When you talk to her about batting, and especially how she is so damn good at it, she usually just defers and speaks of the team, the help from her coach Matthew Mott, or even how women's cricket itself has evolved due to them being allowed to become better athletes. It's never about her, and yet it is always about her. She wins major awards like she's a kid at a school that gives out trophies for turning up. She's won Belinda Clark medals, the Wisden award, and the ICC award in T20 and ODI cricket. If she keeps dominating like this, she'll be able to win trophies with her name on them well before she has retired.
But when you try and nail down how she manages to be at once the second-best striker and best scorer in the game, she says, "You look to make small changes all the time. There's no hiding these days, there's footage of all the games. So you need always to be evolving."
But when you try and talk about how no one in world cricket can stop her, she pivots. "I think they are planning better for me, but not just for me" - no, it could never be just about her - "for all the players, there are plans in place, which challenges you to change your game. The WBBL and the Super League, you are playing against players from other nations, which works both ways. You just have to tweak a few things to stay ahead."
But when you factor in all that footage, the extra pressure of being the first real professional captain of the women's team, the games being televised and critically reported on, Lanning still seems to be evolving ahead of everyone else. "When you move into that professional sport space, individually and as a team, we're trying to embrace that pressure. This is going to be the most exposed World Cup there has ever been, and that creates pressure in itself."
But when you factor in the fact that, as I write this, she's averaging over 100 this World Cup, at a strike rate of 99, you have to ask, how the bloody hell are you so good, Meg? "I tend to keep things quite simple, and I'm generally quite a competitive person. I don't really think about it too much, I just go out there and score as much as I can."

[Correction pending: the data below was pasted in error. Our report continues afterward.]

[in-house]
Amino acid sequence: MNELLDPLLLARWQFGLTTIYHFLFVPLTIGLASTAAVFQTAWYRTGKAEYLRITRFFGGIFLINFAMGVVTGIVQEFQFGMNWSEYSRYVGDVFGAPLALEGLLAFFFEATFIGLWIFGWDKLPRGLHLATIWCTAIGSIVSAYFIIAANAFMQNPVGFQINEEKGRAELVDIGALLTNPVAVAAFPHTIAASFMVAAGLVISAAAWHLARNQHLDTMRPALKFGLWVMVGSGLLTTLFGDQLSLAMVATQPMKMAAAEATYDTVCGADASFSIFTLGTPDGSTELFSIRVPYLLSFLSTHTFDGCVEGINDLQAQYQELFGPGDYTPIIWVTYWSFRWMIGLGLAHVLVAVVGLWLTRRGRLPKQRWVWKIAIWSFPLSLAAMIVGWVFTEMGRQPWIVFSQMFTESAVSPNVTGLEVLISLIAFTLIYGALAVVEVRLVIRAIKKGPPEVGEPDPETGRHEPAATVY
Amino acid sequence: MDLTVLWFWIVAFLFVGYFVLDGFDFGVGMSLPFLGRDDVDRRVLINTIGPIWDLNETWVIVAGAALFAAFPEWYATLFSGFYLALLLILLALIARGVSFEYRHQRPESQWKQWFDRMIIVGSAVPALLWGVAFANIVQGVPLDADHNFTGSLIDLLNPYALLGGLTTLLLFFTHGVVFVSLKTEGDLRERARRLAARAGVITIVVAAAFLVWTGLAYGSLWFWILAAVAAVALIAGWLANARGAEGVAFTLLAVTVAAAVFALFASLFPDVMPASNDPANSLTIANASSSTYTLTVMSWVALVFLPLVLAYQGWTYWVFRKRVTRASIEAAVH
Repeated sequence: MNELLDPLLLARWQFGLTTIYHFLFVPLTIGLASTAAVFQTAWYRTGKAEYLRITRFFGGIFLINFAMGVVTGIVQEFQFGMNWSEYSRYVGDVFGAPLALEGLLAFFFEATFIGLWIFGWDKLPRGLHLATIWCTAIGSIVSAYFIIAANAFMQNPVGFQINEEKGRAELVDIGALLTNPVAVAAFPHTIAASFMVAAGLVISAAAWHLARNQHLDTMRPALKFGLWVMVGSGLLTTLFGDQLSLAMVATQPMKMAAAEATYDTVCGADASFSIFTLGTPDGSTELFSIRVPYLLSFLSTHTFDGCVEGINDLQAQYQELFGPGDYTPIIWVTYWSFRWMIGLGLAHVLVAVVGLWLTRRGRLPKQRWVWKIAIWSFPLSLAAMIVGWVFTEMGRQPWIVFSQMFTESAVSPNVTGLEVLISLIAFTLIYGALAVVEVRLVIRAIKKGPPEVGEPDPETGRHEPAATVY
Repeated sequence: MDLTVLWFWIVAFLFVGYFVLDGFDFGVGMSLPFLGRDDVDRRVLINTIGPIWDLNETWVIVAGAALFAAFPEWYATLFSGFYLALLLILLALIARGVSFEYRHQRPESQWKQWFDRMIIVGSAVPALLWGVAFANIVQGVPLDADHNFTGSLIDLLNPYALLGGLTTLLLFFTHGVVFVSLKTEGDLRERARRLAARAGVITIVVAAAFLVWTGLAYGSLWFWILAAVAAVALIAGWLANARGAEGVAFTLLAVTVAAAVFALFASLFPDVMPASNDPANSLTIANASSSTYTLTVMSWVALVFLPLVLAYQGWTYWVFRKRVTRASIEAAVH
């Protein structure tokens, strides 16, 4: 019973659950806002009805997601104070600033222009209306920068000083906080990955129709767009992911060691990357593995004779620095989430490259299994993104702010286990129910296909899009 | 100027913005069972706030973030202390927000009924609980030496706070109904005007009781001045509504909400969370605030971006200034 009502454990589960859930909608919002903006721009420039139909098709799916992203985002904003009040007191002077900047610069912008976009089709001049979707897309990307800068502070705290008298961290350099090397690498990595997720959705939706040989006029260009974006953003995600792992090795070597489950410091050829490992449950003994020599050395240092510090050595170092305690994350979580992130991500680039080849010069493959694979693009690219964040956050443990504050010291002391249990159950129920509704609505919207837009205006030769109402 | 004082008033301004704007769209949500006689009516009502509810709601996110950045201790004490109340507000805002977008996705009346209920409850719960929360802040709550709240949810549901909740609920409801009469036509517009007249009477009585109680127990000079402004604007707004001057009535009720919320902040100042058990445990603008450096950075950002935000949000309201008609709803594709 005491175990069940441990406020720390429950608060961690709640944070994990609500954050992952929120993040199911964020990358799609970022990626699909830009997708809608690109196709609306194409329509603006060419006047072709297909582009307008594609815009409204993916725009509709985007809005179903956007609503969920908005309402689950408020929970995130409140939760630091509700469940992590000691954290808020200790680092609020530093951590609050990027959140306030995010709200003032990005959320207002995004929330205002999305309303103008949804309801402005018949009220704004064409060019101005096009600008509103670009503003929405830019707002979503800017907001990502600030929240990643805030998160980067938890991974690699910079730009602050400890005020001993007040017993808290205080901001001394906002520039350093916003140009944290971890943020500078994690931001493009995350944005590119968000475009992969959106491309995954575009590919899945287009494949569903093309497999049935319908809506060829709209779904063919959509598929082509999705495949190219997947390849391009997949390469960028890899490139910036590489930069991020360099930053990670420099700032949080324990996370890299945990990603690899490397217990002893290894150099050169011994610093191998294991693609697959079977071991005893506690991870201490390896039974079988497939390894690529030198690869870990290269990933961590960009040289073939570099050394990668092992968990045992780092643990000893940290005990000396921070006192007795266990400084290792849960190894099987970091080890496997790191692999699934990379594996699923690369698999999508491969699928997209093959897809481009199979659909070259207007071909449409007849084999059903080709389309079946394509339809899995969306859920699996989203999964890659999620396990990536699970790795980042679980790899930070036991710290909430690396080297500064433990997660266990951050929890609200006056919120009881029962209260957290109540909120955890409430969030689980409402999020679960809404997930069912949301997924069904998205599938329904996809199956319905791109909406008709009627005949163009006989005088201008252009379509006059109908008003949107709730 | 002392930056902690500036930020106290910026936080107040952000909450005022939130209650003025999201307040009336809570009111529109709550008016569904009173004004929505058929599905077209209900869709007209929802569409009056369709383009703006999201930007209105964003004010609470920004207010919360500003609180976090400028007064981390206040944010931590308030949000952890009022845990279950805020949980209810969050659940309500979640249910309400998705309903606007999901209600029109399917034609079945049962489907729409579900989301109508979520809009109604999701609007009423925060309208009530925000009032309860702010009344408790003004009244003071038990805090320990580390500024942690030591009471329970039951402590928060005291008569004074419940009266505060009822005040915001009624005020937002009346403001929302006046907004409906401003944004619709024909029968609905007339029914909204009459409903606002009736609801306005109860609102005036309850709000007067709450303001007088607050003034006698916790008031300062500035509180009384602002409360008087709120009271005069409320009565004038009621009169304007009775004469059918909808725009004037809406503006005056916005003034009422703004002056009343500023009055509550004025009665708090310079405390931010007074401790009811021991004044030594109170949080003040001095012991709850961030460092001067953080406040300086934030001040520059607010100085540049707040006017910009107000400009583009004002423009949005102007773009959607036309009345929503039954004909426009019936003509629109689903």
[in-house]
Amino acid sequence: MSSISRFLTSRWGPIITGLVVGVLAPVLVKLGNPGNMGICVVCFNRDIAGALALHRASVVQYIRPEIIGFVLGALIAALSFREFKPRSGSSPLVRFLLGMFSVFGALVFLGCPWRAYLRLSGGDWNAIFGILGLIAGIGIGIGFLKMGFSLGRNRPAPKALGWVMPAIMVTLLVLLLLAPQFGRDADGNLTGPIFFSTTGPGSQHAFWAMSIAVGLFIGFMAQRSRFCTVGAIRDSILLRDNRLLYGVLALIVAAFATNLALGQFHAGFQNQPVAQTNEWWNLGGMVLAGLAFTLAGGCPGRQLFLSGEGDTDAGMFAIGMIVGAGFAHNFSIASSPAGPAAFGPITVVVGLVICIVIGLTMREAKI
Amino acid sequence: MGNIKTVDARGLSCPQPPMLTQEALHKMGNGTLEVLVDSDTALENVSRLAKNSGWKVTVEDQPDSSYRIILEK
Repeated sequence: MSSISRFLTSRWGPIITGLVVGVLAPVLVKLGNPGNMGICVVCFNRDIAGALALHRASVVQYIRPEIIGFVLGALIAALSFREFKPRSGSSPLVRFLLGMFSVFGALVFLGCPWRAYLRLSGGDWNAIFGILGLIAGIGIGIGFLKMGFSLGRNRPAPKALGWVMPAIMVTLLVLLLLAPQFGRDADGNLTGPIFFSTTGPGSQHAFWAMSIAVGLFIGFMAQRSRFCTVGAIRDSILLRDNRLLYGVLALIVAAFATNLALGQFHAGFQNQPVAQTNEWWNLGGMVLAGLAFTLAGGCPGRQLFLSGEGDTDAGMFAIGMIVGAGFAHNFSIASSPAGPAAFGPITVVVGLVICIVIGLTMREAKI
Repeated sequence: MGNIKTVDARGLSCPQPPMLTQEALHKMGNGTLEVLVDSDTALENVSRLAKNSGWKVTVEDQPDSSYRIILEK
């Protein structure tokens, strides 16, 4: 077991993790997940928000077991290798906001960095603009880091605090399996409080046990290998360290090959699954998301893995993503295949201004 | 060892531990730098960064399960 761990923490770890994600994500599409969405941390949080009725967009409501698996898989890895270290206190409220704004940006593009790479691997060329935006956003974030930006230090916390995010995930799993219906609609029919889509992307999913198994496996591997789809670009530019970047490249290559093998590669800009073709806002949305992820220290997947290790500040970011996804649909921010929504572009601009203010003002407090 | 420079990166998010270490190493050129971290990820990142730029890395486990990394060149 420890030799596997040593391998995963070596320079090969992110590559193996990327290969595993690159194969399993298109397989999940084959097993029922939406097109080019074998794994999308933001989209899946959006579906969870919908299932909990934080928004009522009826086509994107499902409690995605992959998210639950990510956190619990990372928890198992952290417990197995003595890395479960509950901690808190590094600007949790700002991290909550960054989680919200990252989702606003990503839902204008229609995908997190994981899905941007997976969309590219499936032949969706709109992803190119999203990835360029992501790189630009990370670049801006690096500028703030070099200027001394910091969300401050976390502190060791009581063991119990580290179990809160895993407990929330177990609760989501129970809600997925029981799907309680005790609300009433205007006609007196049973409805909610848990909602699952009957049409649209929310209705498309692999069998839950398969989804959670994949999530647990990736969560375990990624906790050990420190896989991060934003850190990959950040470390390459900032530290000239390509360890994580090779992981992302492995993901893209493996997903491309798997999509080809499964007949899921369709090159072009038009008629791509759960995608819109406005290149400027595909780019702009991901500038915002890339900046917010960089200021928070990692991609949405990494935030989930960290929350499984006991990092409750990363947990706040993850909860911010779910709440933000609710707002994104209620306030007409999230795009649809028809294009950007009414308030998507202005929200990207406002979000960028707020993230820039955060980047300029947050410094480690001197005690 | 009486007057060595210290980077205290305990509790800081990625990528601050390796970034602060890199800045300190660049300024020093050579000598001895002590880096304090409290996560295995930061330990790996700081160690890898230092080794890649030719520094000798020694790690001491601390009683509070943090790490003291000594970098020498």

But when you think about Meg Lanning on the field, you see a ruthless, hungry and arrogant cricketer, the big bad monster of women's batting. Off the field, she just seems like a suburban Aussie girl: a bit nervous, a bit self-aware, and very guarded. There is no powerful attitude, almost no attitude at all.
"Great to have the captains out here with me for the toss, and also the match referee, David Jukes," Ian Bishop says, smiling to the cameras. The coin goes up, Stafanie Taylor calls correct and turns to Lanning and tells her what she plans on doing. Lanning nods. Then Taylor walks over to Ian Bishop for the post-toss talk, and says she's going to bat, and then says she's going to bowl. It seems like a simple slip of the tongue.
Meg Lanning then comes over to Bishop and in her answer she says, "We were going to have a bowl, so we're looking forward to getting out there as a team."
"And there you have it," Bishop concludes, "the two captains and the toss completed out here in the sunshine, and we're hoping to have a good one."
We got a good one, a good fight. Lanning is furious. She stands in the middle of the ground with Taylor and Jukes. Taylor looks confused, Jukes looks out of his depth. Standing a safe distance away are the West Indies and ICC media managers. While all this happens Lanning points, shouts, remonstrates. She's bullish, loud, angry, and there is no doubt she's not going to back down.
Later she will say, in a matter-of-fact way, that she was only trying to find out whether they were batting or bowling. If that's how angry she gets after a misunderstanding on what her side is doing, you'd never want to get on her wrong side.